Check to Falling Trend in US Inflation

The latest inflation news is from the US and it is not good. The CPI in March was reported up 3.5% on March 2023. That was 0.1% point higher than expected and 0.3% higher than the rate of inflation in February. The cause of US inflation is the buoyant economy. Any idea that a cut in US interest rates is in the offing, as had been hinted, can be abandoned for the time being.

On the other hand, estimates of inflation for March from Eurostat show that the downward trend in inflation continues in Europe. It was 2.4% in March, gratifyingly down from 2.6% in the previous month. The news from Ireland was even better : 1.7% for March compared to 2.3% in February. These results would tend to support the idea of an earlier reduction in interest rates – June has been suggested – all the more so since a cause of inflation has been the sluggish European (and Irish) economy.

The above are ‘flash’ estimates of inflation compiled on the basis of Eurostat’s Harmonised Index of Consumer Prices (HICP). This is much lower than the Irish Consumer Price Index (CPI) mainly because it excludes some housing costs. The Irish CPI came out at 2.9% for March down significantly on the 3.4% in February. As the second graph shows Food and Husing (which includes utilities) are heading down, Transport slightly up.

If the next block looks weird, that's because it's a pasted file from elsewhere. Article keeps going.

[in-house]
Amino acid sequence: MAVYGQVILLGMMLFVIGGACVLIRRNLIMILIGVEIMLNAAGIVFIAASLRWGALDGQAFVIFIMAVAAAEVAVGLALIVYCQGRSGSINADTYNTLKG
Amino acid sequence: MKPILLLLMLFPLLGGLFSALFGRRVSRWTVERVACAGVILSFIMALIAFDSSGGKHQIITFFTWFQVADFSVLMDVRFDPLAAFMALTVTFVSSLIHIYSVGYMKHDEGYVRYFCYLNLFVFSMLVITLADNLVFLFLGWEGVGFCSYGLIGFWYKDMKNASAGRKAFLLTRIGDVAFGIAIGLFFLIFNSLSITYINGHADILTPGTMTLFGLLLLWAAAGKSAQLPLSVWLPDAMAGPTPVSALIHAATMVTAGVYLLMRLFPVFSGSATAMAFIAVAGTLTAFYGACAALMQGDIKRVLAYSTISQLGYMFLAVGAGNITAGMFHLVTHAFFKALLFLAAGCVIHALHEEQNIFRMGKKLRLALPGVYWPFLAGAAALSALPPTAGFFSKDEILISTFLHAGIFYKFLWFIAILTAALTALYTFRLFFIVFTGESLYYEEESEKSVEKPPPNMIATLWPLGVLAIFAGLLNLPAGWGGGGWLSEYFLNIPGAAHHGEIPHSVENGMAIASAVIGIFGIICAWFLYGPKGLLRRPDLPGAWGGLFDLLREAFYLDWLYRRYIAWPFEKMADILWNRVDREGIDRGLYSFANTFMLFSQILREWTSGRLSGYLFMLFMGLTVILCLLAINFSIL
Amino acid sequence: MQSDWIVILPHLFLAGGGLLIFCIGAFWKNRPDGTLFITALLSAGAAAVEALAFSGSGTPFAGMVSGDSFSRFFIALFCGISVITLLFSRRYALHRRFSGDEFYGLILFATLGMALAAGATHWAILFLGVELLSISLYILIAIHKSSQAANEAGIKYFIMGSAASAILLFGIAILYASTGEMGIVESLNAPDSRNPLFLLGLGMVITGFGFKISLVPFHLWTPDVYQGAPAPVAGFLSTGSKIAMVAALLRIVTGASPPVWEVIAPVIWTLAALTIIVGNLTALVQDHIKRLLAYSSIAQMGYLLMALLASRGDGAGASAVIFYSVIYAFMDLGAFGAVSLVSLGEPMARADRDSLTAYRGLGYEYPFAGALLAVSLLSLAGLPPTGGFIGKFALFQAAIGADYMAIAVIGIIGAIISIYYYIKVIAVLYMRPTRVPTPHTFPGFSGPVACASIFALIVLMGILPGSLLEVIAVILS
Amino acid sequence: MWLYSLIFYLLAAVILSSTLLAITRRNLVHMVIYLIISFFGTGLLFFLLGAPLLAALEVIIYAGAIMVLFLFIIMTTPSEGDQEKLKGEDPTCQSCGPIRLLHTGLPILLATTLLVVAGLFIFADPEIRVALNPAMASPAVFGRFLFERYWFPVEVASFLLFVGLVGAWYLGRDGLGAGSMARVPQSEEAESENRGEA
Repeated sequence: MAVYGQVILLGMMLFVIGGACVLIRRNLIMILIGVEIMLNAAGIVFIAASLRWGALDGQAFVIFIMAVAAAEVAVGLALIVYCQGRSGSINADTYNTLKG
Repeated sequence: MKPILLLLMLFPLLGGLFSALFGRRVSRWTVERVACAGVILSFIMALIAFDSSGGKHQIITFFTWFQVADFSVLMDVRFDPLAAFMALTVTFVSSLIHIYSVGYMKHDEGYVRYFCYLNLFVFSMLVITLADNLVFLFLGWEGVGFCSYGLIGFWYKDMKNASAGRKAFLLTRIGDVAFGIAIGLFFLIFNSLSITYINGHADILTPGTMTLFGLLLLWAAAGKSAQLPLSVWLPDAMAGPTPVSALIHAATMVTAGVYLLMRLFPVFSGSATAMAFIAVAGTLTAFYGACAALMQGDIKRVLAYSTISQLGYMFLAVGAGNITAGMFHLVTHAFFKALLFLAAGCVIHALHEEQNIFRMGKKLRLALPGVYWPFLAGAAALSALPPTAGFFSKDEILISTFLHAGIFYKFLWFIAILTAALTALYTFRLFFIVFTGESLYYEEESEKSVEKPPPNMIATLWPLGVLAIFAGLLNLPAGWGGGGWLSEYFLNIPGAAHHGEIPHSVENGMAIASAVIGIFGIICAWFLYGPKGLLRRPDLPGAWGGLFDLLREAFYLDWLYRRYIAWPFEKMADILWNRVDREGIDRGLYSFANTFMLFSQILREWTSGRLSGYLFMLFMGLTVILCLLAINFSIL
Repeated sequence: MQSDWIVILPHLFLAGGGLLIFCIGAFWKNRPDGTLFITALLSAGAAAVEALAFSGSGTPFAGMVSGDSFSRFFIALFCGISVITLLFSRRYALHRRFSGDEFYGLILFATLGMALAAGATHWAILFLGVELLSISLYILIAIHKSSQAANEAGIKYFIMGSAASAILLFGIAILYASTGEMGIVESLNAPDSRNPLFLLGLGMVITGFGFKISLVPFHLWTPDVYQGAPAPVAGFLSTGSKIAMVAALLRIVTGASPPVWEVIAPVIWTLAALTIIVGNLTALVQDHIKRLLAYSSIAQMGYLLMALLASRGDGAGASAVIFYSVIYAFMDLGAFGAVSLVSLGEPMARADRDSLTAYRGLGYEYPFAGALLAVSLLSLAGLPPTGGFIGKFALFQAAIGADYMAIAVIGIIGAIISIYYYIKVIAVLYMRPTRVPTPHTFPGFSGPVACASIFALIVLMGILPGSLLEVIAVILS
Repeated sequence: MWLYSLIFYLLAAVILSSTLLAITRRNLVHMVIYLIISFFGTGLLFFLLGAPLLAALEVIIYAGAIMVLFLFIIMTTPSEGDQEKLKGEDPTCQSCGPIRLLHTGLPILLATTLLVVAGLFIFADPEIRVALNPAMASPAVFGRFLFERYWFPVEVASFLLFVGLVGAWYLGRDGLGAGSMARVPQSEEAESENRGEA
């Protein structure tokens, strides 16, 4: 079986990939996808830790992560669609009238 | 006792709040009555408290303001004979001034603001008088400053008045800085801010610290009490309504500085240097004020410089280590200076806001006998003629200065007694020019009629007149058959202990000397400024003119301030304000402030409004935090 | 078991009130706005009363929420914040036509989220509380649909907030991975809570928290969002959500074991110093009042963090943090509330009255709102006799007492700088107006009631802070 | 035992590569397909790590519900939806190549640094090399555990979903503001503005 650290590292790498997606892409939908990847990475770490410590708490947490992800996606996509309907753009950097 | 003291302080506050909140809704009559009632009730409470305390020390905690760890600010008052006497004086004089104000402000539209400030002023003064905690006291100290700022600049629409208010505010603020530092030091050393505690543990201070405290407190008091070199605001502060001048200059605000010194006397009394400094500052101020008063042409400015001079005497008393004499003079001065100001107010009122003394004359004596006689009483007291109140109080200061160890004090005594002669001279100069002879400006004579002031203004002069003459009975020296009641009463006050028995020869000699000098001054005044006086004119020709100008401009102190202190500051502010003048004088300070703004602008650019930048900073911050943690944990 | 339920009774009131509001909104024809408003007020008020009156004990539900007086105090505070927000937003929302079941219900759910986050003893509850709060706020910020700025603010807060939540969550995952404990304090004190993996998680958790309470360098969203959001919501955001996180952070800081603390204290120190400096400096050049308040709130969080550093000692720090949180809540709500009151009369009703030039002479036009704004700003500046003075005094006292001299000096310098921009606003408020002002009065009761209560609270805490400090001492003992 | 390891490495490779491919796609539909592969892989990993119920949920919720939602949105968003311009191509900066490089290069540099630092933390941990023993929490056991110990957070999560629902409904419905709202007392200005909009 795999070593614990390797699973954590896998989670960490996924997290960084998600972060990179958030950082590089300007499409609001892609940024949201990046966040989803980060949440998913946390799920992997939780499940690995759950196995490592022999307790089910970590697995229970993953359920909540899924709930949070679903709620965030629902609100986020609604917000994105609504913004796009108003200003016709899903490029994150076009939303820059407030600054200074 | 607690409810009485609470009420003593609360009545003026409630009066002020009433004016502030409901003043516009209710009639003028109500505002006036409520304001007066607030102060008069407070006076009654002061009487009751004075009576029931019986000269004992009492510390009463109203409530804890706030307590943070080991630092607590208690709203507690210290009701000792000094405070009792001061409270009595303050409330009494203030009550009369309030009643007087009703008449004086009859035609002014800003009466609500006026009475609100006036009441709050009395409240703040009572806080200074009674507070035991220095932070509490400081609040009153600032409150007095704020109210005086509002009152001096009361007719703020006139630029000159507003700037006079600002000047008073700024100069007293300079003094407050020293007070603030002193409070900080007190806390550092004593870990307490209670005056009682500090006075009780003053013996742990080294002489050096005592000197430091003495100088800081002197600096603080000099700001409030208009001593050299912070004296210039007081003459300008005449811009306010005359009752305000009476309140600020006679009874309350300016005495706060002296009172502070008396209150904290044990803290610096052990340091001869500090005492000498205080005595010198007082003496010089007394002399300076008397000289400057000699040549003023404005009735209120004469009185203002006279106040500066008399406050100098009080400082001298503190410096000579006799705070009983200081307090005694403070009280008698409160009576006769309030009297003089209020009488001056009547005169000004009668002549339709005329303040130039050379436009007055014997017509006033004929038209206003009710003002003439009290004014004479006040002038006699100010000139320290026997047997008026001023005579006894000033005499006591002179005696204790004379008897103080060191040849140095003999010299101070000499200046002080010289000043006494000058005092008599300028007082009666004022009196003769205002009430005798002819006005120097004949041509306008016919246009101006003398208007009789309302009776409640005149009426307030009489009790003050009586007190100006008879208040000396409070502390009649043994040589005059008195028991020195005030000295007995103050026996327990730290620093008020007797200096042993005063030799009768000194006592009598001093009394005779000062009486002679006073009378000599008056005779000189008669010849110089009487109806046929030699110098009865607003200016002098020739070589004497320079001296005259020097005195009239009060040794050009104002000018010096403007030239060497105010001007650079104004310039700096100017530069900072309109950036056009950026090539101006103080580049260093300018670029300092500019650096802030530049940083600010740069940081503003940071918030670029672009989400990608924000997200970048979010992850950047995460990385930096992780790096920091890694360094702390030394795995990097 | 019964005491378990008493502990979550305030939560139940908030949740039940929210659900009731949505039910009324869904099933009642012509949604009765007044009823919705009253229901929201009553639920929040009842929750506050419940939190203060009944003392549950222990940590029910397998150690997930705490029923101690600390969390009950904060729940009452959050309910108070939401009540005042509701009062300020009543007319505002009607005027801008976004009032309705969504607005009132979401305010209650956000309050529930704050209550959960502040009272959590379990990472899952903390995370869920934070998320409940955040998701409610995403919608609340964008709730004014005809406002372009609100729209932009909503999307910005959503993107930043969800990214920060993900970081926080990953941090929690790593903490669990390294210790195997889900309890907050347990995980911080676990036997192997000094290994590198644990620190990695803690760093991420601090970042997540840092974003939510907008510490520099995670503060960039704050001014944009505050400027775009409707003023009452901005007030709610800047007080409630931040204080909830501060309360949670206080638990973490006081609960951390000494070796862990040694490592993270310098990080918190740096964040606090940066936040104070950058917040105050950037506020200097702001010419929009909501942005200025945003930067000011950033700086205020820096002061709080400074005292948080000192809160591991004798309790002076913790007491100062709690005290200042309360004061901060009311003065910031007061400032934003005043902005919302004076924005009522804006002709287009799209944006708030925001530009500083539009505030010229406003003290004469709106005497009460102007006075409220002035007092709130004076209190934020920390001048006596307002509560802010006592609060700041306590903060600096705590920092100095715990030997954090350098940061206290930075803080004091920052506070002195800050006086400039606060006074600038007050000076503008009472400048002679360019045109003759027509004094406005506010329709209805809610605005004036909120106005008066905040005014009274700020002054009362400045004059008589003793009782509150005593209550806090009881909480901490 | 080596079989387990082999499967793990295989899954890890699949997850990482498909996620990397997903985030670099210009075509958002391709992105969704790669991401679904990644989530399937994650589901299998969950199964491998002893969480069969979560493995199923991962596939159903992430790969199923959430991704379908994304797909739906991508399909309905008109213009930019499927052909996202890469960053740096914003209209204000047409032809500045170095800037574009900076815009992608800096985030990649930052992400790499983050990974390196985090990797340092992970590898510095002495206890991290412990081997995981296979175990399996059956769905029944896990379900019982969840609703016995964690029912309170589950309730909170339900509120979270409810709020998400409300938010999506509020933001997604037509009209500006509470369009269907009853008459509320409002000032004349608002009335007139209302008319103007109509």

The third graph gives some detail about consumer prices for energy and mortgage costs up to February. This segment has been volatile in the past and contributed a lot to the general level of inflation in Ireland. It can be seen that consumer energy prices are falling and the rate of increase in mortgage costs is declining (but not, course, the actual level of mortgage costs).

The general opinion among Irish macro forecasters is that inflation has been quite resilient in some sectors, especially the hospitality sector with services as a whole running at 5% inflation in recent months. But overall, a halving, at least, in the rate of annual inflation is expected in 2024 compared with last year.

With winter over, it is worth a look at the situation in the commodity markets for gas and oil. The very latest data shows a slight increase in oil and decline in gas commodity prices. Obviously with two wars in progress, and the possibility that one might spread to the Persian Gulf, and a tightly balanced market in gas, sustained increases are always possible. But the winter has passed without much sign of that. So far so good.